Have you ever wondered about all those advertisements for TESOL and TEFL schools. You know, the ones with catchy little titles like “Travel the world and get paid for it!” or “Make your life an adventure and become an English teacher!” Well, yes, these things are possibilities, but it takes quite a bit of craftiness to make it work for you. And there are numerous anomalies which these schools and advertisements omit. This is the first of a series of articles for anybody interested in joining the ESL field, or simply just curious about the aspects involved in such a career venture.

Yes, I am very happy with my choice to become an English teacher as I have had close encounters with foreign cultures I would never have experienced as a simple tourist. However, it was not a walk in the park or an extended vacation. I have really had to become a student myself in dealing with other cultures and in saving the much needed income to travel within the countries I have visited.

Perhaps the largest misconception among those entering the field is that this is job set up for the amusement of white English speakers, created in order to enable them to travel. I have worked with undergrads who have never had a real job and come in without an idea of what true responsibility entails. Or how about aging divorcee men looking to get it on with third-world-women while having no respect for the culture or the children they’re teaching.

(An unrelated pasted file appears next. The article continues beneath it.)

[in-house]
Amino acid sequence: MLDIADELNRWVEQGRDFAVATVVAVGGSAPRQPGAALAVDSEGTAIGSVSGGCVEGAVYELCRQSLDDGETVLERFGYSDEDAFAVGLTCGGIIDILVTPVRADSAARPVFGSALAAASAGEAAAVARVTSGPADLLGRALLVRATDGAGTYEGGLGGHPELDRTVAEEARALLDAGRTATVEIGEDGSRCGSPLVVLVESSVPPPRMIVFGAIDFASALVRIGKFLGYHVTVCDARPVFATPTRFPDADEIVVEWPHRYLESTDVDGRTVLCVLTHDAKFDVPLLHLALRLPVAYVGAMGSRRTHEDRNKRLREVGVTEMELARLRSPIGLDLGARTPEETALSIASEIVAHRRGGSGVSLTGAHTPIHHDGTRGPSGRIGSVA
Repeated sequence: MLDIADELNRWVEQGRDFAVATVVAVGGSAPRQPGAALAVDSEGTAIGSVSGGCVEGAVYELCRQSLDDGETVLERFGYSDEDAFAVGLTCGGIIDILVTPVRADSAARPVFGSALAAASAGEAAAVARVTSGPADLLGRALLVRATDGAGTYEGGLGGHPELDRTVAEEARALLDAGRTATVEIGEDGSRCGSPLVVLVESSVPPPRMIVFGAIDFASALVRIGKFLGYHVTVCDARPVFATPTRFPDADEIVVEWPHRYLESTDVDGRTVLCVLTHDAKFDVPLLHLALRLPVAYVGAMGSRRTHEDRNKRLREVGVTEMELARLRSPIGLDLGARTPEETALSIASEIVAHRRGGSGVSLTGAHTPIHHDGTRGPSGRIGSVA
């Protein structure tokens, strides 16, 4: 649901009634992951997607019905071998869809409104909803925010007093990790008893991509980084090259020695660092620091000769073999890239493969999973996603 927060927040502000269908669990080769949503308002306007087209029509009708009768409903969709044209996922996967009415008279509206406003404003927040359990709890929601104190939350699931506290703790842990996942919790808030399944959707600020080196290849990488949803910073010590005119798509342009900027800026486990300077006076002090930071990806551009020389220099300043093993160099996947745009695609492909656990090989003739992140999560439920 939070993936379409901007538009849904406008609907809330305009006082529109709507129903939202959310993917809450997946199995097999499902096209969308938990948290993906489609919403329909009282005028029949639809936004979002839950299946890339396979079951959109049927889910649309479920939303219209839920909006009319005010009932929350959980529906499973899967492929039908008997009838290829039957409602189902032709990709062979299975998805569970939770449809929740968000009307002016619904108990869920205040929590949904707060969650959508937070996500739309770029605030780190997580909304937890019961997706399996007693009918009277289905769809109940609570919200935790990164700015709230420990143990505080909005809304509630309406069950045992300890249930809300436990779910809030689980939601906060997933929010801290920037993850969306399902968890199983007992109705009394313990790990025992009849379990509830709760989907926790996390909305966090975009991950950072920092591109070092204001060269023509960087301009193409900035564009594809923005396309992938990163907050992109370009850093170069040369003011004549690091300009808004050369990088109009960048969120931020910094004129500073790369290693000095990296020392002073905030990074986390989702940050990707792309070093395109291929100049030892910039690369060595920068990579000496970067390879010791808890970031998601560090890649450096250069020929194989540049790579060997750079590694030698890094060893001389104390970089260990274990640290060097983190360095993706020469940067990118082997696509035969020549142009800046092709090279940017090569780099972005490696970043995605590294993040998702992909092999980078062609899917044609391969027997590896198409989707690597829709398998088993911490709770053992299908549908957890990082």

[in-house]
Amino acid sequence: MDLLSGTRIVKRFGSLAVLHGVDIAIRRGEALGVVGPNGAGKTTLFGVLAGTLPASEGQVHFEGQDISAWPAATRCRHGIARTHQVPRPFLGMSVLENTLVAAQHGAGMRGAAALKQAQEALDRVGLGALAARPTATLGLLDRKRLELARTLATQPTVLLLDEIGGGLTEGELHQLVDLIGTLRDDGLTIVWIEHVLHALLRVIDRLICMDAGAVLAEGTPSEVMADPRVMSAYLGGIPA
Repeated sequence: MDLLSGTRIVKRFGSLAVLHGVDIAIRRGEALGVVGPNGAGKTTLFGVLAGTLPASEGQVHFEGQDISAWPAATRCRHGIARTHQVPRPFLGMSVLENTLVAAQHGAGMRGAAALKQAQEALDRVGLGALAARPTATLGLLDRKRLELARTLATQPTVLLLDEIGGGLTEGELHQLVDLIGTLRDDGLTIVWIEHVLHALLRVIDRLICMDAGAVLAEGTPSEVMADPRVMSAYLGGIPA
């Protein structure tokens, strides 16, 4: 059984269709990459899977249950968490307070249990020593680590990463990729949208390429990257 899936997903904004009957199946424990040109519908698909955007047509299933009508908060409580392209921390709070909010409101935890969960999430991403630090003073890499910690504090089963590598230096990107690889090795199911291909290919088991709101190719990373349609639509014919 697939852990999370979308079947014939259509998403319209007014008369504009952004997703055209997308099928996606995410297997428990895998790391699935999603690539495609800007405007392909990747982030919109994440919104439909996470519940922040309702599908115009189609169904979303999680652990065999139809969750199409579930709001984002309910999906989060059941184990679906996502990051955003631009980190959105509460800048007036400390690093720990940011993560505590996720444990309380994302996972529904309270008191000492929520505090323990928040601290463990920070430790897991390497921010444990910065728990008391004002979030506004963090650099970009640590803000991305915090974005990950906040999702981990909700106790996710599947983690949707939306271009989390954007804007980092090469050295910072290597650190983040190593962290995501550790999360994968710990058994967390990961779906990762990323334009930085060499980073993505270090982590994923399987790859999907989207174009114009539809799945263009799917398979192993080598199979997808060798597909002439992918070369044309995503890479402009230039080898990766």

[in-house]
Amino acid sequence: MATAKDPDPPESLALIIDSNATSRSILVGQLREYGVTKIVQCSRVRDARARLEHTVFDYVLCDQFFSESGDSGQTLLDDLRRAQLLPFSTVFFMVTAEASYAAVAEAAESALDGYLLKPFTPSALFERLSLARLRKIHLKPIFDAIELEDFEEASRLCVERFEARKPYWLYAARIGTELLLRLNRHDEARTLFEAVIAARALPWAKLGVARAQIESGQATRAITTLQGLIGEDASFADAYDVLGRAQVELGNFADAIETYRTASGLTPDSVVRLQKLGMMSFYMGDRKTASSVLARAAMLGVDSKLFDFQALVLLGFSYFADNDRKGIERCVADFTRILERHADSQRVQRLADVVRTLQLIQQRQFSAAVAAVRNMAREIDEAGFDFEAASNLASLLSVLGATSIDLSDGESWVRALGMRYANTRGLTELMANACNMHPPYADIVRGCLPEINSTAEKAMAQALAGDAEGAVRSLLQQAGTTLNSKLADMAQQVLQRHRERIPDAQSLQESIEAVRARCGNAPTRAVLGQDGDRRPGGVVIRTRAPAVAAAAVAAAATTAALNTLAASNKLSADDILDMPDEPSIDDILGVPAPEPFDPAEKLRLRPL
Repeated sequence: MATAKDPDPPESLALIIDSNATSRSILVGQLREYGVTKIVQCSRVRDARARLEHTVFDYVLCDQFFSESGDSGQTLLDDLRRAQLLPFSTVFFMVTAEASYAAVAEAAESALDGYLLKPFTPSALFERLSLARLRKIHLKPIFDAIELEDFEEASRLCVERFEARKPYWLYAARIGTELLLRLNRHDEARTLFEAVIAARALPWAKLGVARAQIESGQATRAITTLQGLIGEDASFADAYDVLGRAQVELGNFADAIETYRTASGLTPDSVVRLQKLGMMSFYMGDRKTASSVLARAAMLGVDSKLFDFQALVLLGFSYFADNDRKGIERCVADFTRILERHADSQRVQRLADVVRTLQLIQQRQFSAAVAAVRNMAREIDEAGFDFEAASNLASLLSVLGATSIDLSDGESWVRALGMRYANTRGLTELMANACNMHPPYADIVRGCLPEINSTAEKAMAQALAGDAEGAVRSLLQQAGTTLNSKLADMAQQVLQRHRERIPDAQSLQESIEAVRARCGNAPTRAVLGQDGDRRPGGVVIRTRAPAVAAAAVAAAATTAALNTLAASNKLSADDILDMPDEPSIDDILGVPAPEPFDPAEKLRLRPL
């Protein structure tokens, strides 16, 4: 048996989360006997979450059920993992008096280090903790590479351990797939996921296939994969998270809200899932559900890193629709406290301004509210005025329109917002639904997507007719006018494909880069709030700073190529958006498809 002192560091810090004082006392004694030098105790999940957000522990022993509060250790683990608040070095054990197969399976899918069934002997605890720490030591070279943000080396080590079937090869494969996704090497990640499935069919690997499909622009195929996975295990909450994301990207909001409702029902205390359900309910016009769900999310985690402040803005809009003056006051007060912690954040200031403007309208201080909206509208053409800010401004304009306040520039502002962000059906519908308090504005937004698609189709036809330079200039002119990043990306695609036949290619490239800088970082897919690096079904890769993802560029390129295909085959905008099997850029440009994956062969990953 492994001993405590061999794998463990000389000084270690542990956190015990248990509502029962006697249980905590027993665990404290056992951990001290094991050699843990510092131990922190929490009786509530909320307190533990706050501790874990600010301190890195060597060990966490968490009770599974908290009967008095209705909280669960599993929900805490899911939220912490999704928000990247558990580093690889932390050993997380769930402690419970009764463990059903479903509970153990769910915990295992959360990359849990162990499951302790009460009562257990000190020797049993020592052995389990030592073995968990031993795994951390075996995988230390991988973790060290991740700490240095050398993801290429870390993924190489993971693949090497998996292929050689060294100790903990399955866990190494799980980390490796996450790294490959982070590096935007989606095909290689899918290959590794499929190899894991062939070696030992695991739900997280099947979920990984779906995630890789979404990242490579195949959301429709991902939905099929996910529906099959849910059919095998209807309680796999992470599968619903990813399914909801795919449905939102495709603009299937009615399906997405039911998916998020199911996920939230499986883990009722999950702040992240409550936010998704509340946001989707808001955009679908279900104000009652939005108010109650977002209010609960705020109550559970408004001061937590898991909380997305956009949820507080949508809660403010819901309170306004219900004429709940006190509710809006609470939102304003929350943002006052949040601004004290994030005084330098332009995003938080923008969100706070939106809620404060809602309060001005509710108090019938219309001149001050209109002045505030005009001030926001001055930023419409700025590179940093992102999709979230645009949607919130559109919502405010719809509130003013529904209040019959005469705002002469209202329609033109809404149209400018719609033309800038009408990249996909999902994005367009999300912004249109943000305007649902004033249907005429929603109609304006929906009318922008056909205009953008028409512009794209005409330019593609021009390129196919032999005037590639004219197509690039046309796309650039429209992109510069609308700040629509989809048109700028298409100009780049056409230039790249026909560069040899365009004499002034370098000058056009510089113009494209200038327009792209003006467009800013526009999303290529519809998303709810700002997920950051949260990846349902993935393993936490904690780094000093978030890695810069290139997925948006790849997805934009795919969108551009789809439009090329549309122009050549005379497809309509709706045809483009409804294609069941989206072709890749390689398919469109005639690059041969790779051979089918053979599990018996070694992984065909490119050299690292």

Yes, these people have been led to believe that they are superstar teachers as they form such a conception from the demand to learn English. They believe that the schools are lucky to have them. Many of them don’t consider that their foreign co-workers are paid significantly less money and some have worked half their lives to earn the pay they bring home. These are teachers who have made education their lives and take their jobs seriously while most ESL teachers are just standing behind the blackboard for the first time. When these teachers see Americans, Australians, people from the UK, Canadians, and various other English speaking countries taking their situations for granted, one can only imagine the image they form of such nations.

Conversely, there are those who truly do care about the job, but have not a clue as to how they should begin teaching, as they have no hands on experience. Or how about those who simply don’t take the time to learn or understand the cultural differences of their fellow co-workers.

Unfortunately, many people end up leaving their employers without fulfilling the contracts and find themselves calling home to have money wired to them as they don’t have sufficient savings for a plane ticket. Please, this article and the ones which will follow are not meant to discourage would be ESL teachers. I simply write these so that those entering the field or who have curiosity about this occupation can understand the reality of this career, which, if approached correctly, could be the greatest experience of one’s life.

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